- The Washington Times - Wednesday, June 11, 2008


He is chasing a ghost, the Zen Master is. Phil Jackson cannot win, even if he eclipses Red Auerbach with a 10th championship.

The living rarely compare well to dead legends.

Both men are more alike than either cared to admit while Auerbach was around.

Auerbach always pointed to Jackson gravitating to the game’s best players, first Michael Jordan and then Shaquille O’Neal and Kobe Bryant.

This was intended to tweak the accomplishments of Jackson.

That was the competitor in Auerbach. There was a trace of arrogance, too.

The same characterization could be said of Jackson, one of the few NBA coaches who stands on a higher plane than his players.

Jackson is not afraid to call out his players, including Kobe Bryant.

They may have forged a lasting alliance this season but only after coming to an uneasy peace following Jackson’s first go-around with the Lakers.

Of the 2004 season, Jackson wrote, “I do know that there were many occasions this year when I felt like there was a psychological war going on between us.”

He penned that unflattering passage and others on Bryant in a book titled “The Last Season: A team in Search of Its Soul.”

Jackson knows how to work a playoff series. The work sometimes includes a pointed comment on the quality of the officiating or an unforgiving observation on one of his players, such as Lamar Odom appearing “confused” in Game 2.

Jackson always has enjoyed the mental battle of playoff basketball, just as Auerbach did.

Visitors to Boston Garden found the locker room to be either too cold in the winter or too hot in the spring. That was said to be Auerbach’s handiwork, and even if it wasn’t, he was not about to tell the opposition otherwise.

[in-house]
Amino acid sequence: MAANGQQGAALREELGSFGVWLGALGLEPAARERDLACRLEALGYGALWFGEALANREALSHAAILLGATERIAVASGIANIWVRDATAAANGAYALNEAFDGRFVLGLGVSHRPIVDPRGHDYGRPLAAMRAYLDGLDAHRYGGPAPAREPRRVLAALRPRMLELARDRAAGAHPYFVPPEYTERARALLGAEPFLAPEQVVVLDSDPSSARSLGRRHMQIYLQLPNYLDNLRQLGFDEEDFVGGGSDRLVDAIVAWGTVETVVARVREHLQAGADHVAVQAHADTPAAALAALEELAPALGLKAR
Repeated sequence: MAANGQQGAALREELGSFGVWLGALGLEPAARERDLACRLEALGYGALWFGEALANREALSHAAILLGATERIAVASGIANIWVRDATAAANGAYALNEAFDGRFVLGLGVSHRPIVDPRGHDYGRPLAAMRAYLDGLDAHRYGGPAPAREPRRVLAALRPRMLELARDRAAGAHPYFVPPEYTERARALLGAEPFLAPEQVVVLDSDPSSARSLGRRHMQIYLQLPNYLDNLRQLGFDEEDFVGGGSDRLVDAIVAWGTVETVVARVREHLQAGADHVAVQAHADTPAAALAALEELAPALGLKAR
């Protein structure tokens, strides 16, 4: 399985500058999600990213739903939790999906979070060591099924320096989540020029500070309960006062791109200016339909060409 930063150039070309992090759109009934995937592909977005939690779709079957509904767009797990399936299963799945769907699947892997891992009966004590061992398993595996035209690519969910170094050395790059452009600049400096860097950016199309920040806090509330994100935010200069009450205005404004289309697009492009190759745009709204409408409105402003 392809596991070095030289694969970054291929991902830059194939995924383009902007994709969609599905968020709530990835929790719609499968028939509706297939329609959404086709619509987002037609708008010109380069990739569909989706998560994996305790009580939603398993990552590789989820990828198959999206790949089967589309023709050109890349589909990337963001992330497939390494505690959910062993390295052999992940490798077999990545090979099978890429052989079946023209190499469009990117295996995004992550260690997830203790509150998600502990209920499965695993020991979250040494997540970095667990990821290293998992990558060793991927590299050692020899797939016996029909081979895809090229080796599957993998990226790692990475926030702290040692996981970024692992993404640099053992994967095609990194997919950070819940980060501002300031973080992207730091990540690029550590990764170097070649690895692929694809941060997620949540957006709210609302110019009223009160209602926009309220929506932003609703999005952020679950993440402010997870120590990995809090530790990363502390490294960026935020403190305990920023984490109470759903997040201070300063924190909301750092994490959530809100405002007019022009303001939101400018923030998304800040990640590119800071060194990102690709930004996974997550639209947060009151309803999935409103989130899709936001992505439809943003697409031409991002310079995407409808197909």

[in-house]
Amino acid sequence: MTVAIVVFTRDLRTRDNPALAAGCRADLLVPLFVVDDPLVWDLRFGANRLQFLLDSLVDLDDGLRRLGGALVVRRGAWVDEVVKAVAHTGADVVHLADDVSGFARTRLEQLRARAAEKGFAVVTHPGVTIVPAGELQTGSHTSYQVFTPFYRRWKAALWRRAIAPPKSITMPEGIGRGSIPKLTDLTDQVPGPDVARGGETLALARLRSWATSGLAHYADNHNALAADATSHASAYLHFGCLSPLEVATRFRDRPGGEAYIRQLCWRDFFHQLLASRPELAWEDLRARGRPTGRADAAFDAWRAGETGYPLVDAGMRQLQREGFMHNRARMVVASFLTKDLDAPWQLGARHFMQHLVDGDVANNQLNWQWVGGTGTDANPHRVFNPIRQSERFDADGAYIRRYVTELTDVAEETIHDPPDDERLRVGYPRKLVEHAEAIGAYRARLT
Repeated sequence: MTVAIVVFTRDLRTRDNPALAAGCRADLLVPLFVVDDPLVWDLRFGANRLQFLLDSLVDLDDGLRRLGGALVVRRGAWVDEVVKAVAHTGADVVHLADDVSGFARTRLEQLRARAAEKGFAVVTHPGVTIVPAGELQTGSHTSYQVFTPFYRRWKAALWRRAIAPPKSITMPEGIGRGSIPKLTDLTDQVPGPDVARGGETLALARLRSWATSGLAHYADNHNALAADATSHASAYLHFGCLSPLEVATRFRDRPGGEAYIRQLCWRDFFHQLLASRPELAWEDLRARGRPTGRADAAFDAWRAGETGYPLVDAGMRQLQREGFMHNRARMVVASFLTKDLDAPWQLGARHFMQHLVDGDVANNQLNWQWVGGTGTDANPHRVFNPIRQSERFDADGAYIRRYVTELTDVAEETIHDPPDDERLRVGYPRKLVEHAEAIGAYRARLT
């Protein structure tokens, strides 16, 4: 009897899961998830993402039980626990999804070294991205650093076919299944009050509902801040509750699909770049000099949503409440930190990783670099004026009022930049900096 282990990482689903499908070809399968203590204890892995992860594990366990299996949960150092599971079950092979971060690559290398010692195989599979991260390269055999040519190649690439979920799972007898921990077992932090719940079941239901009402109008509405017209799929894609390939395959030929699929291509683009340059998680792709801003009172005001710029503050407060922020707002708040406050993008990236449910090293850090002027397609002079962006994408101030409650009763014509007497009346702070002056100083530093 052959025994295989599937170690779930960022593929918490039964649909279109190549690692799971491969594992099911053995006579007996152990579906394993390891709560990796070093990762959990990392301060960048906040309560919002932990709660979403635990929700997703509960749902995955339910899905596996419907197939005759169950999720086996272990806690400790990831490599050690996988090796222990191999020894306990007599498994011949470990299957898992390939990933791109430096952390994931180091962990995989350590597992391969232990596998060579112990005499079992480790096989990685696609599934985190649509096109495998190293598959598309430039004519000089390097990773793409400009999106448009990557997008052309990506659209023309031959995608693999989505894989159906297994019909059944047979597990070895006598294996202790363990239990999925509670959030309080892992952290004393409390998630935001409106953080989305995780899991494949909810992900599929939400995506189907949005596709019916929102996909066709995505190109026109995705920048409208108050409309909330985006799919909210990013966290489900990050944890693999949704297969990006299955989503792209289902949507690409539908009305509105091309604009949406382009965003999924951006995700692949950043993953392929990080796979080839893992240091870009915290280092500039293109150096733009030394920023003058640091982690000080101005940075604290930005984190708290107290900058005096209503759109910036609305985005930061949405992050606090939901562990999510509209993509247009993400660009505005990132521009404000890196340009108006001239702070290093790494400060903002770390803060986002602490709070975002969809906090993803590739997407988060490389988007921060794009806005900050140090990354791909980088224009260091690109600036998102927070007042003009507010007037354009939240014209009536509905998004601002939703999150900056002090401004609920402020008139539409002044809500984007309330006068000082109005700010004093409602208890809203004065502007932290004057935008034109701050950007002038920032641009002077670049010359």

Auerbach wanted opponents to believe he controlled every aspect of the Celtics’ old homecourt. Once he had an opponent thinking as much about him as Bill Russell, that would be just another advantage in his team’s favor.

Jackson used to delight in taking on the city of Sacramento, acting as if it were a small town instead of the state capital that it is. These fighting words angered the cowbell-waving supporters of the Kings, unable to see the barb for what it was.

Jackson, with a straight face, could twist a postgame question-and-answer session into a plea to the referees to let Dennis Rodman be who he is.

Predictably, that plea would be in the next morning’s newspapers and presumably read by the referees.

Auerbach jumps out of those old black-and-white photographs of the ‘50s and ‘60s as an everyman. His kind never will pass through the NBA again, because that NBA is as gone as the Fort Wayne Pistons.

Auerbach was a showman, promoter, marketer, tough businessman, shrink and basketball coach. He had to be all those things in the NBA of the ‘50s and ‘60s, for it was an entity subservient to baseball, football, boxing and horse racing.

It needed the energy, strength and vision of Auerbach to coalesce into something grander than a glorified minor league operation. It needed Auerbach’s grin, victory cigar and Russell’s David haunting Wilt Chamberlain’s Goliath.

With the oddly configured shoulders and Lurch-like gait, Jackson has the commanding sideline presence that belies his humble roots as a coach in the old Continental Basketball Association. He might never have made it to the NBA if not for an appeal from Jerry Krause to join Doug Collins’ staff in 1987.

Collins eventually grated on the Bulls, and the incense-burning philosopher was granted the opportunity to lead an NBA team. It has resulted in a remarkable body of work and a link to Auerbach.

Neither man could appreciate that link while Auerbach was still around.

There was too much NBA history between them, with Jackson being a disciple of Red Holzman and the Knicks championship teams of the early ‘70s.

If Jackson is to pass Auerbach, the Lakers will have to win four of the next five games of the series.

Auerbach is booing that prospect from his seat in the heavens.



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